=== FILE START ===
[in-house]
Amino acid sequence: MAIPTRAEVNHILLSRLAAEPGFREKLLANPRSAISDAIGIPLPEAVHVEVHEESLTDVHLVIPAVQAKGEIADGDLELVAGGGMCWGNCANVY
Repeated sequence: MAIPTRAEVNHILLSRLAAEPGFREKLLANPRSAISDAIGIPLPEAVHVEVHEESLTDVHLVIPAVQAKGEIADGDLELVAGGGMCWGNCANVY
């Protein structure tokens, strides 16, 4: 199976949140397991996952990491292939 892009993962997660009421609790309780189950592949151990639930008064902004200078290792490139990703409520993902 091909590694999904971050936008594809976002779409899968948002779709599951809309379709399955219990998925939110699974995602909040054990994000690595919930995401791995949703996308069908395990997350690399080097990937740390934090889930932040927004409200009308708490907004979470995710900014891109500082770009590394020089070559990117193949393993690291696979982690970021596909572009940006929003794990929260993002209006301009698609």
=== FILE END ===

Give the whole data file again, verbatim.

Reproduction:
[in-house]
Amino acid sequence: MAIPTRAEVNHILLSRLAAEPGFREKLLANPRSAISDAIGIPLPEAVHVEVHEESLTDVHLVIPAVQAKGEIADGDLELVAGGGMCWGNCANVY
Repeated sequence: MAIPTRAEVNHILLSRLAAEPGFREKLLANPRSAISDAIGIPLPEAVHVEVHEESLTDVHLVIPAVQAKGEIADGDLELVAGGGMCWGNCANVY
């Protein structure tokens, strides 16, 4: 199976949140397991996952990491292939 892009993962997660009421609790309780189950592949151990639930008064902004200078290792490139990703409520993902 091909590694999904971050936008594809976002779409899968948002779709599951809309379709399955219990998925939110699974995602909040054990994000690595919930995401791995949703996308069908395990997350690399080097990937740390934090889930932040927004409200009308708490907004979470995710900014891109500082770009590394020089070559990117193949393993690291696979982690970021596909572009940006929003794990929260993002209006301009698609």